David Letterman sided with cursing anchorman A.J. Clemente, telling the North Dakota newsman that the station that fired him for cursing on the air should rehire him.
“They should apologize to you,” Letterman said, when the young rookie news anchor appeared on “Late Show” Wednesday night on CBS. “And you should go back because you’re man enough to face the music,” Letterman said. “You’ve been on this show, you’ve been on a lot of shows, you’ve been on the Twitter and on the Facefeed and all of that stuff.”
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Letterman was referring to Clemente’s instant fame and current media swing in New York, following his use of profanity on his very first newscast as co-anchor for KFYR-TV, an NBC affiliate in Bismarck, N.D. In fact, the curses Clemente uttered, when he didn’t know the newscast had begun and he was on the air, were the very first words of his anchoring career at the station. He was fired the next morning, but the on-air gaffe nevertheless made him an Internet and Youtube sensation.
“If you want to, you should be offered that job back,” said Letterman, who’s never made a secret of his disdain for broadcast management. He even referred to the station managers who fired Clemente as “goons,” although Clemente himself defended their decision.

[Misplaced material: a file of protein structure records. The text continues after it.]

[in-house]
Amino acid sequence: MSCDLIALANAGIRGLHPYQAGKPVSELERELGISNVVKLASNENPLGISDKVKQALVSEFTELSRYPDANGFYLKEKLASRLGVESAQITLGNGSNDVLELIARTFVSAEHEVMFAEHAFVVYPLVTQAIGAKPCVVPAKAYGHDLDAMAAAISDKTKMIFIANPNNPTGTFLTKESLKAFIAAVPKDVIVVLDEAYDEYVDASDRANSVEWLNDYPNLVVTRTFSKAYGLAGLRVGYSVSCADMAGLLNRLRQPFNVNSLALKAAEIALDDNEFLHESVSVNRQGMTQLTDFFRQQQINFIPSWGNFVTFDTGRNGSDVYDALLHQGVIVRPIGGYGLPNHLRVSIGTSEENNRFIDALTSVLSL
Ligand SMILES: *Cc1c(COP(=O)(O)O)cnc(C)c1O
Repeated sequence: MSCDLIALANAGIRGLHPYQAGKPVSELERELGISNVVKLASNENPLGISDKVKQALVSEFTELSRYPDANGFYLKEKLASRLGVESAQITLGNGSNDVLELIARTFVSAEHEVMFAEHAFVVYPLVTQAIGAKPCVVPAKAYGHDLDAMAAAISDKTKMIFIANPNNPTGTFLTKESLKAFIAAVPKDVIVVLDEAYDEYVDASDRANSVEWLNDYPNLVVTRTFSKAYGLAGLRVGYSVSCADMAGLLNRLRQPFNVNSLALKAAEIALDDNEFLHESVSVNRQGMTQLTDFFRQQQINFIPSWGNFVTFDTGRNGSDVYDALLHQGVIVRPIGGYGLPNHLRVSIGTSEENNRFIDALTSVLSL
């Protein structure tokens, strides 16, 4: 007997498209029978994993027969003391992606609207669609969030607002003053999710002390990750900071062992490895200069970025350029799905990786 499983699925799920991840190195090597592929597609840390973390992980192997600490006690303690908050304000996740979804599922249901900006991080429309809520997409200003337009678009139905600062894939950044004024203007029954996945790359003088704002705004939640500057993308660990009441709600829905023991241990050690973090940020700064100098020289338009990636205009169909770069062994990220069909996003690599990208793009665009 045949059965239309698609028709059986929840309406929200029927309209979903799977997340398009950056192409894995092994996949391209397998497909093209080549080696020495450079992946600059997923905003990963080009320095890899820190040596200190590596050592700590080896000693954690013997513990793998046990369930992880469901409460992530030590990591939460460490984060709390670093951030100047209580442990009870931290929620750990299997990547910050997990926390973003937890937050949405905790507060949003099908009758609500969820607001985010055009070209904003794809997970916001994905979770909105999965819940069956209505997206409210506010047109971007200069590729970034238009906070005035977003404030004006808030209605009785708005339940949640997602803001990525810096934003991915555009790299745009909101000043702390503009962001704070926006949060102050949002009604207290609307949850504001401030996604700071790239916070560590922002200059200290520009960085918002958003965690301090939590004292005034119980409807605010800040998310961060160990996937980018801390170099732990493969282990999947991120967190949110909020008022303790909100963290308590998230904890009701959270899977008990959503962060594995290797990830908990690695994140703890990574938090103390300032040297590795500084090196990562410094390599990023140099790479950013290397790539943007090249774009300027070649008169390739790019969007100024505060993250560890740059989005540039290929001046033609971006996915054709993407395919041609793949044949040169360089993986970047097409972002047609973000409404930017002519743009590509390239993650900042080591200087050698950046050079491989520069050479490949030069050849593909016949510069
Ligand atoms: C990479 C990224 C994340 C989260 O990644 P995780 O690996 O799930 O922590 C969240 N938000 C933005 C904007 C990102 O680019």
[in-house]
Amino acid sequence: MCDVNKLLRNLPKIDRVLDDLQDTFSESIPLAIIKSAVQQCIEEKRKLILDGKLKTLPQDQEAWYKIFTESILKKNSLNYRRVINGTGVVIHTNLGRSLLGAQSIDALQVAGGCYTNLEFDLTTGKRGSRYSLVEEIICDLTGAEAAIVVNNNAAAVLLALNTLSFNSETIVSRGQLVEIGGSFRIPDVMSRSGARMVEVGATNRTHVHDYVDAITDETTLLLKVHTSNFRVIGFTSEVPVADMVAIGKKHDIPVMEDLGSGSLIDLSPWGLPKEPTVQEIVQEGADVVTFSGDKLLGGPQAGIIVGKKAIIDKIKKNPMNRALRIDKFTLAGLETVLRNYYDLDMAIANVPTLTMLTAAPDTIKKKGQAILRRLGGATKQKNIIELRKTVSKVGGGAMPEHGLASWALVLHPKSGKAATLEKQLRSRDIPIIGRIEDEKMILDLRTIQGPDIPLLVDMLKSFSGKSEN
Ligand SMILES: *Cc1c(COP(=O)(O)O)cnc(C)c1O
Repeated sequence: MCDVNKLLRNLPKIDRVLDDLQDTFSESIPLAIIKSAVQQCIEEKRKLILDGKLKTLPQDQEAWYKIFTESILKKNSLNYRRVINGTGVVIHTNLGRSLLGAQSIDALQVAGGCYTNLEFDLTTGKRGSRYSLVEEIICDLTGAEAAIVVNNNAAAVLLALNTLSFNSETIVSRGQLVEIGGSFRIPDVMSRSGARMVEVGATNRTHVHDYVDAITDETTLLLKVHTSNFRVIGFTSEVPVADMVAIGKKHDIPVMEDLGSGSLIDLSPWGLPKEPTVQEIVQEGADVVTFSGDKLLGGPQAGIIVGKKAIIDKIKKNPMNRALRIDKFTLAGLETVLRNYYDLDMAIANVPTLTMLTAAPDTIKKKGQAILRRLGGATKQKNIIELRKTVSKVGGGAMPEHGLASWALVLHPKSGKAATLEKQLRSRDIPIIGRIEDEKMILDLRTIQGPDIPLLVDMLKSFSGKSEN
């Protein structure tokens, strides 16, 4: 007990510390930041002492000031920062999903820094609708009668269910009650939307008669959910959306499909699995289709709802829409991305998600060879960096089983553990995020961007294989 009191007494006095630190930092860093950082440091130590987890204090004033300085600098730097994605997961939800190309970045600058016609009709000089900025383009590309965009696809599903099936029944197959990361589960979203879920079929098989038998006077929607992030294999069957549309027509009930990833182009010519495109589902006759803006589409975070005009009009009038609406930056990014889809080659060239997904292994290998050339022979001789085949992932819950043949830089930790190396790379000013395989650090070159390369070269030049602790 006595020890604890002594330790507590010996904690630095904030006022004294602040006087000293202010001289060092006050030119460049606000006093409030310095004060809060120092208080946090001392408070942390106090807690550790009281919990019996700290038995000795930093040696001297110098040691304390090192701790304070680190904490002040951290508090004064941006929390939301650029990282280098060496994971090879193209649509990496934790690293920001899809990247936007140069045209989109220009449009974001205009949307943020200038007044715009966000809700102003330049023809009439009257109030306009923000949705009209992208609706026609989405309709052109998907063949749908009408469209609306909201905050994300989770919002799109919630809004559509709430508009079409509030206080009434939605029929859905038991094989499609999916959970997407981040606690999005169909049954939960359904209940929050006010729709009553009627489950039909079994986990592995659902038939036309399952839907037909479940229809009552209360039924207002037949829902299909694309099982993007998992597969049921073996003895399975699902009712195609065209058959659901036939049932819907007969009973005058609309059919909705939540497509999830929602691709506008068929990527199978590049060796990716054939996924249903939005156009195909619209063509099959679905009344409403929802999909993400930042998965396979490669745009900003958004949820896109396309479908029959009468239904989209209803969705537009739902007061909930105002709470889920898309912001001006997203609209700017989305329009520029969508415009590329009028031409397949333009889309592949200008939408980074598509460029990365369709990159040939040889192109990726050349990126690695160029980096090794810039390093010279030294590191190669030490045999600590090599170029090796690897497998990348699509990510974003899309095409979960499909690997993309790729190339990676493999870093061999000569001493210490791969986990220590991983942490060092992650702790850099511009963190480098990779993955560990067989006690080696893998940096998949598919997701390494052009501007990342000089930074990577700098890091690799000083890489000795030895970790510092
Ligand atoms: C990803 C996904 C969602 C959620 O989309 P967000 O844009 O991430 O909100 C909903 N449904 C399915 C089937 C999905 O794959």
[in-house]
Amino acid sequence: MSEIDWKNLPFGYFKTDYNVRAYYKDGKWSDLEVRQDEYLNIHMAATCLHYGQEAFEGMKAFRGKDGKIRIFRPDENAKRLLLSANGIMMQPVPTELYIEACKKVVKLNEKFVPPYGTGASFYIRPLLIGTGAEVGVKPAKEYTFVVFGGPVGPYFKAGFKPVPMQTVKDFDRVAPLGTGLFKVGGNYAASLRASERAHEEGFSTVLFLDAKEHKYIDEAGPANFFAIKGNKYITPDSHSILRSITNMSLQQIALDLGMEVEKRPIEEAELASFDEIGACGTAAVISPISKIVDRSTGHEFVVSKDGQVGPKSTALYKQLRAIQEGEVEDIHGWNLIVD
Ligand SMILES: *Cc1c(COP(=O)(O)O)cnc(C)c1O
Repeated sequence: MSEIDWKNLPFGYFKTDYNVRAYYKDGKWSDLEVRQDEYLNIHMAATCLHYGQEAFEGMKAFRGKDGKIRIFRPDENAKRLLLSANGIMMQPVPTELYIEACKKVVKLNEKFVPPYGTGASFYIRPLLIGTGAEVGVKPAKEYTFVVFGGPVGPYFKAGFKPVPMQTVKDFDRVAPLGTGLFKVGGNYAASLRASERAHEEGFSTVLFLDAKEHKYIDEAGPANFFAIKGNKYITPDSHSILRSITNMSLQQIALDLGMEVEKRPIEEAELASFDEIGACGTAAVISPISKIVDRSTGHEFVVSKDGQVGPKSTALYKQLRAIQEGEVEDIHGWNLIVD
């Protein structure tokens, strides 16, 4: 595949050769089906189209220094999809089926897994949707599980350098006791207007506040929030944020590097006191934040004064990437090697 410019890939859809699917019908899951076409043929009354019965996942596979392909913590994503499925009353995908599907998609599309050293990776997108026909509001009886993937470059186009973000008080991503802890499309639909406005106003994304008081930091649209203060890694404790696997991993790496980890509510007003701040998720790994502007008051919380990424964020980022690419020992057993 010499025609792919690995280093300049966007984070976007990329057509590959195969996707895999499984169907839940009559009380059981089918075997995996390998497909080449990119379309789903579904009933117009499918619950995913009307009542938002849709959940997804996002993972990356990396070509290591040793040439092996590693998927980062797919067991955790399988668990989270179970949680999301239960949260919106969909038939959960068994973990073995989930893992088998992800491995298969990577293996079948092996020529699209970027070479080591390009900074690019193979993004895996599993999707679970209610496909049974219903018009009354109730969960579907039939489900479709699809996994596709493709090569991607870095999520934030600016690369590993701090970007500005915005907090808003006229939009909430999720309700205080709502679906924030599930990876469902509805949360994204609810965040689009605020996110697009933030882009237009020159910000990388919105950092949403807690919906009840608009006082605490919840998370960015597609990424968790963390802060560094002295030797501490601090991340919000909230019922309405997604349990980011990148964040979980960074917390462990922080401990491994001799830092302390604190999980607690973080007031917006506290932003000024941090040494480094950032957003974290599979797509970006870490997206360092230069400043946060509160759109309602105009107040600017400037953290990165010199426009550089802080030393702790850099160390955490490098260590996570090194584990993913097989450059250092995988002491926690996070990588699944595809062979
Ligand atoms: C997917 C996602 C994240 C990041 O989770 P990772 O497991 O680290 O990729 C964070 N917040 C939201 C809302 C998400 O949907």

“Now,” Letterman said, “would you take it if they said to you, ‘A.J., come on back, we accept our responsibility in this. Everybody makes mistakes. Let’s go forward’?”
“I’ve thought about it,” Clemente said, “but if, you know, ESPN comes knocking …”
“Look, I’m trying to get you the job back in Bismarck,” Letterman said. “Forget about ESPN. That ain’t gonna happen. You’re going back to Bismarck!”
Letterman showed the now-infamous clip of Clemente’s on-air curse, and Clemente explained the circumstances that brought it about. For starters, the curse was an expression of his frustration over an exotic name — the winner of the London Marathon, Tsegaye Kebede of Kenya — that Clemente was going to have to try and pronounce on the air. In addition, KFYR apparently has such a shoestring budget that its news anchors are never really sure when their mikes are live or not.
“I’m telling you, this is nothing,” Letterman said. “I mean, people who have been in the business for decades have had this happen to them, some even knowing they were on camera have done things like this. You, my friend, have nothing to worry about, absolutely nothing!”
Letterman then showed some clips of similar on-air gaffes committed by anchorpeople with a lot more experience than Clemente. See them in the “Letterman” clip, above.